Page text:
LONDON – At least 225 million full-time jobs disappeared worldwide last year due to the coronavirus pandemic, according to a report published Monday by the International Labor Organization, losses four times worse than those of the global financial crisis in 2009. But the ultrawealthy have seen their wealth soar.
According to another report released Monday, by antipoverty nonprofit Oxfam, the combined wealth of the world’s 10 richest men has risen by more than $500 billions since the crisis began – enough to vaccinate the entire planet and then some, according to the organization.
Both sets of findings identify inequality as one of the pandemic’s principal outcomes. “Job destruction has disproportionately affected low-paid and low‑skilled jobs,” which “points to the risk of an uneven recovery, leading to still greater inequality in the coming years,” the ILO found. That unevenness is already apparent: Global poverty could take 14-times longer to return to pre-pandemic levels than the recovery of the world’s wealthiest, according to Oxfam.
According to the report by the ILO, a U.N. agency, 8.8% of global working hours were lost last year, It found “unprecedented disruption” among global labor markets, and that women and young people have been the hardest hit.
Employment loss among 15-24 years old stood at 8.7%. The data “highlights the all too real risk of a lost generation,” according to the report.
Guy Ryder, the director general of the ILO, said during a news briefing that the impact of the coronavirus pandemic had not only been greater than that of the financial crisis but also the Great Depression of the 1930s. Job losses, he said, were likely to continue through 2021 – although he noted that battered economies could begin rebuild once vaccination efforts begin to take effect.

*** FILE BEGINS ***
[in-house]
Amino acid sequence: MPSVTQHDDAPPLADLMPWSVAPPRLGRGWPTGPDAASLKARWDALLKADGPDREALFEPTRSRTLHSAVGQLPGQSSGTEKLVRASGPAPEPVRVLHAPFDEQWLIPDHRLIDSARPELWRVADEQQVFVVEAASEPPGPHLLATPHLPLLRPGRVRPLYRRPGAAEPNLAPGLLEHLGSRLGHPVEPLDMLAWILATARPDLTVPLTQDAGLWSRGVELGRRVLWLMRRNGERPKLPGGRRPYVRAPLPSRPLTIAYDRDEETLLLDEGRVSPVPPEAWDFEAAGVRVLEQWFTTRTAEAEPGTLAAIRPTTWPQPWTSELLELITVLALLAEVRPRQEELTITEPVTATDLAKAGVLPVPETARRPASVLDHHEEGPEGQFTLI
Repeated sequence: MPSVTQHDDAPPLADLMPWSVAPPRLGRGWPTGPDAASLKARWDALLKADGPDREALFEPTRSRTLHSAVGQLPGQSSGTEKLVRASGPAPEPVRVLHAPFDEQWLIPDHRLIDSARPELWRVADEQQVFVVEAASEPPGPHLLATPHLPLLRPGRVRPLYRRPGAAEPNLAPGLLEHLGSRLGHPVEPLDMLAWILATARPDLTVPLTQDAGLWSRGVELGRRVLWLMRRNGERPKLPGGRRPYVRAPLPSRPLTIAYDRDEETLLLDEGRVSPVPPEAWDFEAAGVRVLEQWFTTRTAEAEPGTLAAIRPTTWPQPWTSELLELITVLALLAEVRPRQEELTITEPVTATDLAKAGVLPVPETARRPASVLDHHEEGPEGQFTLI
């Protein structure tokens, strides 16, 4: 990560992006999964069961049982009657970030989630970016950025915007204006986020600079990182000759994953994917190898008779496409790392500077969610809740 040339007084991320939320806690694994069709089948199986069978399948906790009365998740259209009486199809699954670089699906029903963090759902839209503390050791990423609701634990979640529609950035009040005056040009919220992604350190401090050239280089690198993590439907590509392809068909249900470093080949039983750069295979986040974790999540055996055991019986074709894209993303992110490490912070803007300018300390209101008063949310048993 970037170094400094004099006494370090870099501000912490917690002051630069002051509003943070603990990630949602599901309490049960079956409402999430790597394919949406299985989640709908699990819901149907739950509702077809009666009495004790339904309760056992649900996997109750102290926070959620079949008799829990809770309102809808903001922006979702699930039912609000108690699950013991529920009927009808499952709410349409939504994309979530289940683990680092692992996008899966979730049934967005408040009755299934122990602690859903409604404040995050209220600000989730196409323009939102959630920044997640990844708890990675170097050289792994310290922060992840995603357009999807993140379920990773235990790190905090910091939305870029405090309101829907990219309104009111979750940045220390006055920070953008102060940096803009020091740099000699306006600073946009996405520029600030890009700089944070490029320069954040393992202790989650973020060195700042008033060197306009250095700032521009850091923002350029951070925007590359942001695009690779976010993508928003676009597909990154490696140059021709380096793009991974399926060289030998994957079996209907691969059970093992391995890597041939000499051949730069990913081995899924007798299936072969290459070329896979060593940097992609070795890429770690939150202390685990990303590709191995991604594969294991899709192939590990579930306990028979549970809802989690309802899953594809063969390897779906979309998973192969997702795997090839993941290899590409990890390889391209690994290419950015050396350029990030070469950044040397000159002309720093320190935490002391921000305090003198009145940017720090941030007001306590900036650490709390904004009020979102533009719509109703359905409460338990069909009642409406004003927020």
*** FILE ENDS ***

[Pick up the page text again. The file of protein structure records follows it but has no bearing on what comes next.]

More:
“I am pleased to say that there is some relatively good news in all of this, that we do see tentative signs of recovery – these signs are fragile, they are uncertain and the prospects are notably uneven,” he said.
The Oxfam findings also suggest a slow path to economic recovery: It could take at least a decade for the world’s poorest to recover from the impact of the health crisis while the 1,000 richest people have already made back their losses, and the wealthiest 10 have earned more than $500 billion amid the pandemic.
British lawmaker David Lammy of the Labour Party called the Oxfam findings “truly staggering.”
“The wealth of ten of the world’s richest men has increased by more than £400bn ( during the pandemic – more than enough to vaccinate every person in the world,” he tweeted
Authors of the report said that the pandemic could trigger a rise simultaneous rise inequality nearly everywhere, for the first time since records began.
“The virus has exposed, fed off and increased existing inequalities of wealth, gender and race,” the report said.